Credit Lines: new ESG disclosure standards still far from establishing global framework
The best case is that companies will start reporting audited ESG information and climate-related numbers from 2025 through, even by then, companies will still be granted significant exceptions and leeway in reporting so-called scope-3 data related to their value chain, including the climate-related disclosures most sought after by investors.
The mounting delays leave EU-based funds in the difficult position to manage their own obligations under the Sustainable Finance Disclosure Regulation. In addition, the disclosure of quantitative metrics remains subject to companies’ materiality assessments, including the data required under the SFDR.
Global ESG disclosure standards: we are not there... yet
Uneven international standards pose challenge for debt capital markets
This is of particular importance for fixed-income investors because the universe of debt issuers and debt instruments, incl. ESG and green bonds, is a significantly larger than the number of traded equities that fall under these regulations. From a credit investors' perspective, it is important that double materiality is enforced in practice to ensure that companies deem climate and workforce-management information to be material and opt in sufficient numbers to disclose the relevant metrics. Failure to do so will have knock-on effects on value chain reporting for other companies and make it impossible for credit investors to integrate ESG information into their fundamental analysis in a systematic way.
Above all, the concessions granted at the last minute reflect the fact that many companies, especially the smaller ones that were so far not captured by the EU’s existing Corporate Sustainability Reporting Directive (CSRD) are simply not ready to report ESG and climate disclosures.
A globally accepted ESG disclosure framework is also out of reach despite almost two years of deliberations because the ambitions of the EU and the US in this field diverge materially, with latter expected to have much lower requirements compared with Europe. While the ISSB’s proposal appears to cover the middle ground between the two regimes, it’s unlikely that US companies will adopt these, given their reliance on US GAAP accounting. Thus, progress in this area is about pragmatism and will continue to be investor driven, absent international agreement.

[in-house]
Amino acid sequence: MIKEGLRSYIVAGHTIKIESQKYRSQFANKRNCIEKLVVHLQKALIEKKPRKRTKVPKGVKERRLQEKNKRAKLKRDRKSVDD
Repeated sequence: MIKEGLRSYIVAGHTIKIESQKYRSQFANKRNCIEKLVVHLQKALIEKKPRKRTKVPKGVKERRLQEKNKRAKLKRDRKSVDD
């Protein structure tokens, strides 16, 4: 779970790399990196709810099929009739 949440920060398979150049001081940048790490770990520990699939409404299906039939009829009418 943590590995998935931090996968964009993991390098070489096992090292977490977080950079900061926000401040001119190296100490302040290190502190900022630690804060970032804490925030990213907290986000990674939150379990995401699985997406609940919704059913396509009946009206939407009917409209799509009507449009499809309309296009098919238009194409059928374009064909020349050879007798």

With litigation risk in mind, EU softens requirements for companies
Against this backdrop, litigation risk is a major concern for companies and investors alike. Company directors risk being sued for making disclosures based on “limited assurance”, third-party data, or models, while fund managers face compliance violations and are vulnerable to claims of mis-selling.
The EU authorities, aware of these concerns, already allow a three-year reporting period for value-chain related disclosures. Companies with fewer than 750 employees have been given an extra year to disclose scope-3 greenhouse-gas emissions and workforce-related information. Safe harbour provisions are likely to further dilute the requirements: e.g., when transposing ISSB standards into national law.
Don’t expect greenwashing to be stamped out anytime soon.
Europe’s grid operators brace for a surge in capex; regulated tariffs start to rise
In the meantime, one set of companies in Europe is facing a monumental task in terms of ramping up investment to meet the demands of the transition to the low-carbon economy: the operators of the region’s electricity grids.
As Sebastian Zank, deputy head of corporate ratings, explains, the utilities are offsetting much of the strain on their balance sheets with self-help measures – asset sales, reduced shareholder pay-outs – plus growing support from regulators who are belatedly revising regulated tariffs higher.
The catch is that the improved returns on regulatory asset bases (RAB), enlarged by the massive investment underway, will take time to materialise.
Increased remuneration on investments might apply only or mostly to new investments and usually kick in when current regulatory periods end – hence the importance of companies’ recent and continuing efforts to stabilise their finances amid investor nervousness about how extra capital expenditure will be financed.
The scale of the capex challenge varies by country but represents multibillion-euro sums for Europe’s main grid companies in the years ahead, much higher than that invested in the recent past.
Take Germany. Investment in the transmission grid could amount to EUR 75bn by 2030, according to utility to EnBW AG, which implies an increase of average yearly capex to EUR 9.4bn for the four German transmission grid operators, up 27% from the aggregated amount invested in 2022.
Sebastian’s full report is available for download here.